Caoineadh na dTrí Mhuire

Keening of the Three Marys
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Throughout Ireland these ancient songs were felt to function both as prayers and as direct substitutes for the caoineadh more...

Throughout Ireland these ancient songs were felt to function both as prayers and as direct substitutes for the caoineadh (‘keening’, women’s funeral lament) which was suppressed by the British administration in Ireland. It belongs to a broad tradition of song that goes back to the middle ages. This song about the Passion of Jesus comprises, alternately, questions and lamenting ‘ochónes’ (expressions of grief). See videos below for versions by Iarla Ó Lionáird and Seosamh Ó hÉanaí (Joe Heany).

Keening is a form of vocal lament associated with mourning that is traditional in Ireland, Scotland, African, African-American, and other cultures. It comes from the Irish/Scots Gaelic term “caoineadh” (to cry, to weep) and references to it from the seventh, eighth and twelfth centuries are extensive.

Written sources that refer to the practice in Ireland and Gaelic Scotland reappear from the sixteenth century on. It should be noted however that the principle of improvised vocal lament is in no way reserved to the Gaelic world and that laments are documented from various cultures around the world.

The Irish tradition of keening over the body at the burial is distinct from the wake – the practice of watching over the corpse – which took place the night before the burial. The “keen” itself is thought to have been constituted of stock poetic elements (the listing of the genealogy of the deceased, praise for the deceased, emphasis on the woeful condition of those left behind etc.) set to vocal lament. While generally carried out by one or several women, a chorus may have been intoned by all present. Physical movements involving rocking, kneeling or clapping accompanied the keening woman (“bean caoinadh”) who was often paid for her services.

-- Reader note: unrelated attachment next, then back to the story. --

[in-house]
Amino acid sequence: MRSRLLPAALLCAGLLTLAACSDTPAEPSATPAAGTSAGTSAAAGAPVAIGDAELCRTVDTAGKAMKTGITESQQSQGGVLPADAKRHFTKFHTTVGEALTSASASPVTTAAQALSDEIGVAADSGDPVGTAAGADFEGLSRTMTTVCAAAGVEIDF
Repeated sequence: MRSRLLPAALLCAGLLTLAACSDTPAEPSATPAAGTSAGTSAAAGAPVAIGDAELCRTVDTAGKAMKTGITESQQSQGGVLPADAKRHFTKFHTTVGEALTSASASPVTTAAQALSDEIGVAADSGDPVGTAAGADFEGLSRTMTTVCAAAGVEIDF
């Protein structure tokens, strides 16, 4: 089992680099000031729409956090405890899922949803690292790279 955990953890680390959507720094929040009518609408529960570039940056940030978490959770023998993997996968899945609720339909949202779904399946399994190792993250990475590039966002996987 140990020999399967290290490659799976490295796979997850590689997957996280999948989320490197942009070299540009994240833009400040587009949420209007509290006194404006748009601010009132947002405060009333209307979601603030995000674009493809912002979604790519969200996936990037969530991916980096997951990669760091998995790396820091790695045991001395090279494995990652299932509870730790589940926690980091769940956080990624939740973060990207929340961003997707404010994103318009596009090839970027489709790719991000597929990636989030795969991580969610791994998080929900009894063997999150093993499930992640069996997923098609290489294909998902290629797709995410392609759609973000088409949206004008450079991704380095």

After consistent opposition from the Roman Catholic Church in Ireland (Synods opposed the practice in 1631, 1748 and 1800) that went so far as to recommend excommunication for offenders, the practice became extinct; the Church’s position is however unlikely to have been the sole cause.

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Peter, Apostle,
Have you seen my bright love?
Alas, and alas-o!
I saw not long ago
Surrounded by his enemies.
Alas, and alas-o!

Who is that good man
Upon the Passion Tree?
Alas, and alas-o!
It is your son, Mother,
Don’t you recognise me?
Alas, and alas-o!

Is that the wee son
That was nourished at Mary's breast?
Alas, and alas-o!
Is that the son
That was born to me in the stable?
Alas, and alas-o!

Is that the son
I carried for three quarters?
Alas, and alas-o!
Darling little son,
Your mouth and your nose are cut,
Alas, and alas-o!

Blunt nails were pushed through
His feet and his hands.
Ochón agus ochón-ó!
And a spear pierced
Through his beautiful chest.
Alas, and alas-o!
Alas, and alas-o!

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